Physicians didn’t spend long years in school to have two-thirds of their work-day be comprised of data entry task.
Pharmacists didn’t spend long years of school to have two-thirds of their work-day consist of filling and dispensing medications.
Both professions went to school so that they can perform at the top of their license and modernize today’s healthcare era; bringing revolutionary solutions to the healthcare industry. It’s already apparent that we prefer to avoid the administrative burden, as it disrupts our workflow and takes time away from spending with the patient.
Our reimbursement model has changed and went from fee for service to now value-based care.
Physicians are the Medicine experts, while Pharmacists are the medication experts. Both professions are considered predominant healthcare leaders in the industry.
Physicians are the first point of contact to diagnose and assess appropriately, while Pharmacists are the last line of defense to verify that the appropriate treatments were prescribed.
It’s clear that both professions possess a high pedigree of clinical knowledge.
Why do we separate the two entities, instead of bringing them closer together?
Primary-care physicians, participation in a care-team program can ease the burden associated with the management of complex-care patients. It also provides a way to better manage the cost of these patients by optimizing their health and functional status, decreasing excess healthcare use, minimizing emergency department visits and other hospital utilization (including readmissions), and preventing long-term nursing home placement.
What’s going on in the Physician private practice world, is also going on in the pharmacy private practice world.
According to the American Medical Association, less than half of physicians own their medical practice. “First-time ever” its been this low.
According to the NCPA (National Community Pharmacist Association) digest report, there has been a steep drop in independently owned pharmacy practices compared to previous years.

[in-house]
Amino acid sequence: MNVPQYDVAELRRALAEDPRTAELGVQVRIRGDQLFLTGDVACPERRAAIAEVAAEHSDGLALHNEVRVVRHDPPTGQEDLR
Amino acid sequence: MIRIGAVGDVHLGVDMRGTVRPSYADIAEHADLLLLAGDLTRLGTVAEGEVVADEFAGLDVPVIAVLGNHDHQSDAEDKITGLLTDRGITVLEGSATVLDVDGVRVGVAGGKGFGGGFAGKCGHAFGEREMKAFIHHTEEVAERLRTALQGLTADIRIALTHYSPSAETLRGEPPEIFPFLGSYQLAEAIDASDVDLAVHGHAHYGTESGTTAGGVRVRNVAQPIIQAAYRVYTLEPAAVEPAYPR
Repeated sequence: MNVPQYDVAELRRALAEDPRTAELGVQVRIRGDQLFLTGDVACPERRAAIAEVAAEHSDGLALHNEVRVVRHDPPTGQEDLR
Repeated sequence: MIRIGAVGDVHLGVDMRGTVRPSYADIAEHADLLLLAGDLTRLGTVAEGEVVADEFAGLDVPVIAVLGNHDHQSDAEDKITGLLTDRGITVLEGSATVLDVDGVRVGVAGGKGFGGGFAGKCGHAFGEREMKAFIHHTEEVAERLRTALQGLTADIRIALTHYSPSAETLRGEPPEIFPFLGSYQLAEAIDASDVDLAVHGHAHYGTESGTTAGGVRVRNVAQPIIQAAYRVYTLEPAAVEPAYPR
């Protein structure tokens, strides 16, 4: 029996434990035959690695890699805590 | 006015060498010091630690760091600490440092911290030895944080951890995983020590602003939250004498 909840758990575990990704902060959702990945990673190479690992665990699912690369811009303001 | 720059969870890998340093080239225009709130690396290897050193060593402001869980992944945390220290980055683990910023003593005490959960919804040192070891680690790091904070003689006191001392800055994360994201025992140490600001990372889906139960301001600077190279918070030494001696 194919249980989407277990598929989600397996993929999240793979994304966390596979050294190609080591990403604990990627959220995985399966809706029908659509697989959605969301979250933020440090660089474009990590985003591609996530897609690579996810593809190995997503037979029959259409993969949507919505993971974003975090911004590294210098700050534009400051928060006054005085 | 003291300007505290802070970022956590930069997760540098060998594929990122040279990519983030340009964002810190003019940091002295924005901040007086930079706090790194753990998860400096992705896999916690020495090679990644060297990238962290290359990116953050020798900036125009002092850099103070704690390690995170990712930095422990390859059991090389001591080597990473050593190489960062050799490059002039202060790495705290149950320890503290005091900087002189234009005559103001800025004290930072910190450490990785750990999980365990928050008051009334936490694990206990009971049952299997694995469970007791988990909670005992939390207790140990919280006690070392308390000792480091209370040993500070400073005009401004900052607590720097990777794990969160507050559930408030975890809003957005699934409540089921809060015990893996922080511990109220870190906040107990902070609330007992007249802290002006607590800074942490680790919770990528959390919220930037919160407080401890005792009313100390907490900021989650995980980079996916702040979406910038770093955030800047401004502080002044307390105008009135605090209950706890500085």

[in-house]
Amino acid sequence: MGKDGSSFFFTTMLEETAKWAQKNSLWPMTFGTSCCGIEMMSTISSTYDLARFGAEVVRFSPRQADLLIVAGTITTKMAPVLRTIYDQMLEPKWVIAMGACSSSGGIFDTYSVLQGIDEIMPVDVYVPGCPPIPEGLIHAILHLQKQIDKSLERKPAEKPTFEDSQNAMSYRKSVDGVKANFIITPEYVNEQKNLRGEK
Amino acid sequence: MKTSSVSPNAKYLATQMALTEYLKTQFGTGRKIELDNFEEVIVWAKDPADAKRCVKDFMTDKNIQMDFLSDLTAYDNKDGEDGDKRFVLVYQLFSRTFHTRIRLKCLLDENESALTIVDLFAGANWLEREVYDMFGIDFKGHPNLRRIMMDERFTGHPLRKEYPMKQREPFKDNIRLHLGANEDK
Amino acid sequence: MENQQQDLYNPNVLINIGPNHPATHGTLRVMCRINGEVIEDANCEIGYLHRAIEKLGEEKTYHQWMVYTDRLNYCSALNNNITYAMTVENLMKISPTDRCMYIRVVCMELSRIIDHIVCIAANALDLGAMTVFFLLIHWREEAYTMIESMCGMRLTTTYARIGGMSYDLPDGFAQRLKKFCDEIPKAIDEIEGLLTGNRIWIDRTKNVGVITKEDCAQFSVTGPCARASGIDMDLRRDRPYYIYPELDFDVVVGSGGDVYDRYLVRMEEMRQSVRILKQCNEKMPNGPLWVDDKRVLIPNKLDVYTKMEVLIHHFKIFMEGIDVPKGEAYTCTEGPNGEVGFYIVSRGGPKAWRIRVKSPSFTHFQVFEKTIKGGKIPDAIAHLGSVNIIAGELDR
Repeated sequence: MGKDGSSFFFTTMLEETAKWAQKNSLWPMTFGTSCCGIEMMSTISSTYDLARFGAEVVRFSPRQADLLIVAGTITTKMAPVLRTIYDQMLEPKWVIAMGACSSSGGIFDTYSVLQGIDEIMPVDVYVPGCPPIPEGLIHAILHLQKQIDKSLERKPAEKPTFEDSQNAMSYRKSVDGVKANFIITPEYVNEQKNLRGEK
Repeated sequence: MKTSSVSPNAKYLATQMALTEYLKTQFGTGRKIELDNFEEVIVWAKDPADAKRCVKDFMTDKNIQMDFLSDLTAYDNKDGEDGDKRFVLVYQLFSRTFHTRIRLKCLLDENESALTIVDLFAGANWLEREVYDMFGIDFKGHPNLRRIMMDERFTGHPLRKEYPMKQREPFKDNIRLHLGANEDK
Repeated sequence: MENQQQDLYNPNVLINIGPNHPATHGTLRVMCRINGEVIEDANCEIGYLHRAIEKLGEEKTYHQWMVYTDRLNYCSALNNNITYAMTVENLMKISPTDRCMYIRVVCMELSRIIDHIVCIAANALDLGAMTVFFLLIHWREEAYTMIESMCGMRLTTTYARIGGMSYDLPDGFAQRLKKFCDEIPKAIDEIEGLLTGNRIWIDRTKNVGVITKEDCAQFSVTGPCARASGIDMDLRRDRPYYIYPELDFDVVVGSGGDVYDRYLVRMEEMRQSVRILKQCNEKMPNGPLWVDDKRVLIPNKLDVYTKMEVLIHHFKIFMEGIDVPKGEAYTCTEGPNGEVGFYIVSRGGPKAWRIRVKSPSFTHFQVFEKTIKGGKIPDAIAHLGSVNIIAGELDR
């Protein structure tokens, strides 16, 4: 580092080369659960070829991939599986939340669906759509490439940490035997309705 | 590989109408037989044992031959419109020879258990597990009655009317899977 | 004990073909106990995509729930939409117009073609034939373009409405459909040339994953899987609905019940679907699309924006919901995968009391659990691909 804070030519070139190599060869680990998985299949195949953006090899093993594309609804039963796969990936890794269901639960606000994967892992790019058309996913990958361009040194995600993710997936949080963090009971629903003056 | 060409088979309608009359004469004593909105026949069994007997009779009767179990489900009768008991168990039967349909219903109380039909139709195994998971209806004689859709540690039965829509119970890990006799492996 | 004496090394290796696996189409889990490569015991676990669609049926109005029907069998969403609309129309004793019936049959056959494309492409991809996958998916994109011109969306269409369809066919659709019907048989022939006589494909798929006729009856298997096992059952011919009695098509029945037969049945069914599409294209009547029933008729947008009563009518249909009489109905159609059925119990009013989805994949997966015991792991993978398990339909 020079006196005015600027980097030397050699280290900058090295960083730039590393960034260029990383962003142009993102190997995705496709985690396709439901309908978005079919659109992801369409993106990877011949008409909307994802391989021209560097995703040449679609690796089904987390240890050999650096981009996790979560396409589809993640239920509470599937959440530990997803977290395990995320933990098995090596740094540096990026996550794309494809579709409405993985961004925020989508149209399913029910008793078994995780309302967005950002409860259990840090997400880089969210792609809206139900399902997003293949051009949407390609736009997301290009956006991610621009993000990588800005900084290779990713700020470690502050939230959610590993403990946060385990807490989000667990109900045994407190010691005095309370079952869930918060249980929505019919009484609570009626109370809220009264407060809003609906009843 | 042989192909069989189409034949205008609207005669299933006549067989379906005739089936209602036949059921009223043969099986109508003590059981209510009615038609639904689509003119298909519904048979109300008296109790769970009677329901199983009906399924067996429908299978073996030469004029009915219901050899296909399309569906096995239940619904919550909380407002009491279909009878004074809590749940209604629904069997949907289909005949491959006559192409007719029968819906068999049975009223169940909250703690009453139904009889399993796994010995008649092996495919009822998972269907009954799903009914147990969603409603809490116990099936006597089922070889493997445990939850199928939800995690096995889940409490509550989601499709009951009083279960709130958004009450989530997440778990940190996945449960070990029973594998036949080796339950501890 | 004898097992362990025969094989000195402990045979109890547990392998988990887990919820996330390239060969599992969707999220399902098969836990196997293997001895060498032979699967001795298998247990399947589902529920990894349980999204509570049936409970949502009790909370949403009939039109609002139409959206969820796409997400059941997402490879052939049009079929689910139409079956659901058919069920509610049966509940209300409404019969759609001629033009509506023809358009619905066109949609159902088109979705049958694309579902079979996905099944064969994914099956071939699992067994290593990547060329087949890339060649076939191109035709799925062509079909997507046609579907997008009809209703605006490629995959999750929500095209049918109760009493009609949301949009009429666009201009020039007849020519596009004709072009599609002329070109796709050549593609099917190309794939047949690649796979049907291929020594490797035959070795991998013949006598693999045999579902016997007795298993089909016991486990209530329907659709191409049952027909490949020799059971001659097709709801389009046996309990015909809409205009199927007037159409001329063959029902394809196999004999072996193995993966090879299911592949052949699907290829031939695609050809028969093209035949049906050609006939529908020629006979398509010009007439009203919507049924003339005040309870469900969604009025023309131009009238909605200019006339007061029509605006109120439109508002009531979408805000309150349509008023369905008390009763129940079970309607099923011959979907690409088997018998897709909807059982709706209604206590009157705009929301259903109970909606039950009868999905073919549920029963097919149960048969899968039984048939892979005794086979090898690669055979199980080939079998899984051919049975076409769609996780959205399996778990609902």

Ownership and employment shifts reflect the industry’s increasing compliance costs and new payment models.
Health systems have been aggressively mopping up the physician practices, while the Large-chained pharmacies have been aggressively mopping up the small mom and pop independent pharmacies.
The common reasons shared for selling their practice:
- Low reimbursements
- High overhead cost
- Increased competition by bigger players
- Lack of innovation
With the collaboration of Physician and Pharmacy private practices, it can help eradicate a bulk of the problems both professions face and help revolutionize healthcare.
Ways a Pharmacist can help improved value-based care models for Physicians:
- Disease-state management therapy– Most physicians are trained only to know the contraindications of medications for individual disease states. Where they may lack is the Pharmacokinetics/Pharmacodynamics profile, Medicinal chemistry, and the robust intelligence of clinical literature of drugs in certain classes. All of these small intangible things relating to a drug have a significant impact on its effectiveness.
- Primary care Pharmacist plans– Yes, Pharmacist can provide care plans. A clinical pharmacist can also put together a care plan to better assess the patient and provide useful treatment recommendations for the Physicians review. This can help reduce the administrative task physicians may have to deal with, which in return allows the physician to spend more time with their patient to go over the pathophysiology of their condition.
- Pharmacoeconomics– the Pharmacist, have the due-diligent training to evaluate the cost and effectiveness of a pharmaceutical agent against another. This can be referred to as a cost-benefit analysis. Hence, pharmacoeconomics can help guide optimal healthcare resource allocation and provide more buy-in from Insurance companies.
How can a Physician be of aid to a Pharmacist:
- Pathophysiology– Physicians are experts and well-trained in the pathophysiology of a patient. This is knowledge pharmacist may lack the substance of knowledge in pathophysiology. Physicians are sharply intelligent in diagnosis criteria’s and general assessment of a patient.
- Medical Knowledge– Physicians have the medical knowledge to help consult with patients on preventative skills to live a more proactive healthy lifestyle. The more time the Physician has with the patient, the better the outcomes.
In hindsight, Physician & Pharmacist collaboration has the potential to create a robust HealthSystem for patients and also produce a stronger buy-in from insurance companies.
Population health is the current and future trend of healthcare. We can start synergizing our talents and bring out the best in value-based care practice models.
The more prominent players are already adopting vertical integration strategies to help create a more user-friendly and efficient healthcare system. Why can’t we?
In essence, “we have to STOP advertising and START innovating.”